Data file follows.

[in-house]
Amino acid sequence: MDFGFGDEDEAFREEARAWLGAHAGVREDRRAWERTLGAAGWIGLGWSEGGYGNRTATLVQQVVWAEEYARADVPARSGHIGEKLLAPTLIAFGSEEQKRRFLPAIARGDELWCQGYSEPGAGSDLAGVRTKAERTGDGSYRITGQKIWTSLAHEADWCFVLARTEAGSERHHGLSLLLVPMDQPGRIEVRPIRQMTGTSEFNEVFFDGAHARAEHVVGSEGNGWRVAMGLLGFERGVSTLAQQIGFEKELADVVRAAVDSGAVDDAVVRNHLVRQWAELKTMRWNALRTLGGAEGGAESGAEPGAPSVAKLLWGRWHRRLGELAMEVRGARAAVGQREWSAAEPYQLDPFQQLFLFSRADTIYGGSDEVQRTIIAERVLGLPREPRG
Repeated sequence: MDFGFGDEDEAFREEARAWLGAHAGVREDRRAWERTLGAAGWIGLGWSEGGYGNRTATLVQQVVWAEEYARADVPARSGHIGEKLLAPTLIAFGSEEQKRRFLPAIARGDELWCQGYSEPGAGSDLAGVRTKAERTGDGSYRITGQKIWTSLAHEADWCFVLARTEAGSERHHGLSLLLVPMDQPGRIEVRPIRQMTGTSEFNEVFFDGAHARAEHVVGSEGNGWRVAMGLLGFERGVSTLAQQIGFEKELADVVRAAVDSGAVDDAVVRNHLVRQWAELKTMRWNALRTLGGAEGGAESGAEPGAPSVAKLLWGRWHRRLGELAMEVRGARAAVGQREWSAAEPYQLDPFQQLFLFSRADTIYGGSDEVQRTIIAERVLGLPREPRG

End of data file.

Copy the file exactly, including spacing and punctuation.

[in-house]
Amino acid sequence: MDFGFGDEDEAFREEARAWLGAHAGVREDRRAWERTLGAAGWIGLGWSEGGYGNRTATLVQQVVWAEEYARADVPARSGHIGEKLLAPTLIAFGSEEQKRRFLPAIARGDELWCQGYSEPGAGSDLAGVRTKAERTGDGSYRITGQKIWTSLAHEADWCFVLARTEAGSERHHGLSLLLVPMDQPGRIEVRPIRQMTGTSEFNEVFFDGAHARAEHVVGSEGNGWRVAMGLLGFERGVSTLAQQIGFEKELADVVRAAVDSGAVDDAVVRNHLVRQWAELKTMRWNALRTLGGAEGGAESGAEPGAPSVAKLLWGRWHRRLGELAMEVRGARAAVGQREWSAAEPYQLDPFQQLFLFSRADTIYGGSDEVQRTIIAERVLGLPREPRG
Repeated sequence: MDFGFGDEDEAFREEARAWLGAHAGVREDRRAWERTLGAAGWIGLGWSEGGYGNRTATLVQQVVWAEEYARADVPARSGHIGEKLLAPTLIAFGSEEQKRRFLPAIARGDELWCQGYSEPGAGSDLAGVRTKAERTGDGSYRITGQKIWTSLAHEADWCFVLARTEAGSERHHGLSLLLVPMDQPGRIEVRPIRQMTGTSEFNEVFFDGAHARAEHVVGSEGNGWRVAMGLLGFERGVSTLAQQIGFEKELADVVRAAVDSGAVDDAVVRNHLVRQWAELKTMRWNALRTLGGAEGGAESGAEPGAPSVAKLLWGRWHRRLGELAMEVRGARAAVGQREWSAAEPYQLDPFQQLFLFSRADTIYGGSDEVQRTIIAERVLGLPREPRG